To be or not to be Catholic? This fundamental question was the one point of disagreement dividing an otherwise agreeable panel at Harvard Divinity on Monday that offered ‘‘Thoughts on the Future of the Catholic Church.’’
The panel’s timeliness was unplanned; it was scheduled before the election of Pope Benedict XVI just a week earlier.
Though he was mentioned only intermittently, the new pope and his theology were the spiritual brackets around the discussion.
The four panelists hinted at or explicitly stated reservations about his enforcement of conservative orthodoxy when, as Cardinal Joseph Ratzinger, he ran the Congregation for the Doctrine of the Faith.
For the record, the panel did not include any Africans, Latin Americans, or Asians, people from places that increasingly are the face of Catholicism. Many Catholics in those areas tend to be more conservative and might have offered a more welcoming take on the new pope.
Mooney noted that the Vatican official who announced the new pope to the world did so in a string of European languages. ‘‘If I were that guy,’’ she said, ‘‘I would have memorized some African language, if I didn’t know it already.’’
Fiorenza told the audience of almost 100 that a Catholic woman she knew had been told last year she could not receive Communion because she had a sticker on her car supporting US Senator John F. Kerry for president.
During the campaign, a handful of US bishops said they would deny the sacrament to Kerry because he supports abortion rights.
To which another panelist, the Rev. J. Bryan Hehir, a professor at Harvard’s John F. Kennedy School of Government, replied, ‘‘If someone tells someone they can’t go to Communion because they have a sticker on their car, then what’s needed is just elementary catechesis.’’
The subject of the Vatican disciplining theologians who question its teachings drew quite a bit of attention from the panel of academicians.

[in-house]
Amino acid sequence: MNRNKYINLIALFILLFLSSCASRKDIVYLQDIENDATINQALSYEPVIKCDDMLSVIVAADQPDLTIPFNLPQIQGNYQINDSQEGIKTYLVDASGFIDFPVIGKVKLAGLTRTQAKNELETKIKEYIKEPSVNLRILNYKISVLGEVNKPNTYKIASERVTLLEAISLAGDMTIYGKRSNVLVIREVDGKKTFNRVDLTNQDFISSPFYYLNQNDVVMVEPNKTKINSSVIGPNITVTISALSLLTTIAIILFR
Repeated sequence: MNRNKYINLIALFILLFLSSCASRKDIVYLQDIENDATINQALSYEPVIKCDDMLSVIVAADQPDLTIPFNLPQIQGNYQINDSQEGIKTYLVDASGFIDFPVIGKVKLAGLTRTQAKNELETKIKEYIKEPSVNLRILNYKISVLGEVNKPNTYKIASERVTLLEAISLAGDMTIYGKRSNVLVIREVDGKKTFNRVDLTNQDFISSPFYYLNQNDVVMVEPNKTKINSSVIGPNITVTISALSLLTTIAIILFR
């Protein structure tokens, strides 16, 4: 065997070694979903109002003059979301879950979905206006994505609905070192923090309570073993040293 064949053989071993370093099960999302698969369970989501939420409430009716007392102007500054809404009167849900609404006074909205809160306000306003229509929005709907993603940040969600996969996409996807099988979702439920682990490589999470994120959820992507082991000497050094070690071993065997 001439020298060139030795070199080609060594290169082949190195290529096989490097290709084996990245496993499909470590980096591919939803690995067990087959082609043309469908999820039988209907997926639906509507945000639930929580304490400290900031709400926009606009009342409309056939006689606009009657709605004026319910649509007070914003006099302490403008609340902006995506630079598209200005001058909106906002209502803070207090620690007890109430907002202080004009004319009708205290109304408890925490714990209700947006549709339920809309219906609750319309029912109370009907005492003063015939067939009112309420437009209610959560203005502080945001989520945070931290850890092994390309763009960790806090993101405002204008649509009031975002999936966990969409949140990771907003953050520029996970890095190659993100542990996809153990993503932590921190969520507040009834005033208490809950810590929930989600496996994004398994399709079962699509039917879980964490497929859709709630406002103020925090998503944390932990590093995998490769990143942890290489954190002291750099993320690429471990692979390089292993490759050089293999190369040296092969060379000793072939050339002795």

The problem is so severe, Fiorenza said, that a professor at Cambridge’s Episcopal Divinity School once told her that in the future, ‘‘good Catholic theology will be done ..... at non-Catholic institutions.’’
When the panelists took questions from the audience, one woman said she had left the church after being warned that her academic career would find no harbor at Catholic schools because of her research into gay marriage.
That brought a demurral from one panelist. ‘‘I would not be totally pessimistic,’’ advised the Rev. Francis X. Clooney, a Jesuit priest and professor at Boston College. ‘‘I think there are Catholic places that would hire you.’’
Clooney, who is to join Harvard Divinity’s faculty this fall, has been at BC for 21 years, ‘‘and I can write the things I want.’’
He put himself squarely in the corner of those who call for aggressive questioning of the church’s hierarchy, while remaining loyal to Catholicism.
He urged Catholics to adopt the attitude, ‘‘This is my church, I love it, and I’m not leaving it.’’
Agreed Mooney, ‘‘Some people are chagrined at the recent appointment of Cardinal Ratzinger ..... but I would wish that people would stay the course and express their dissent responsibly.’’
‘‘Doctrines do change, not willy-nilly,’’ she said. ‘‘We can’t just make it up according to our own whims.’’
The Fourth Lateran Council in 1215 said there was no salvation outside the church, she noted, whereas the Second Vatican Council from 1962 to 1965 embraced the notion that there were truths to be found in other faiths.
Of course, to the students in the audience, a 750-year wait for change probably seemed a little daunting.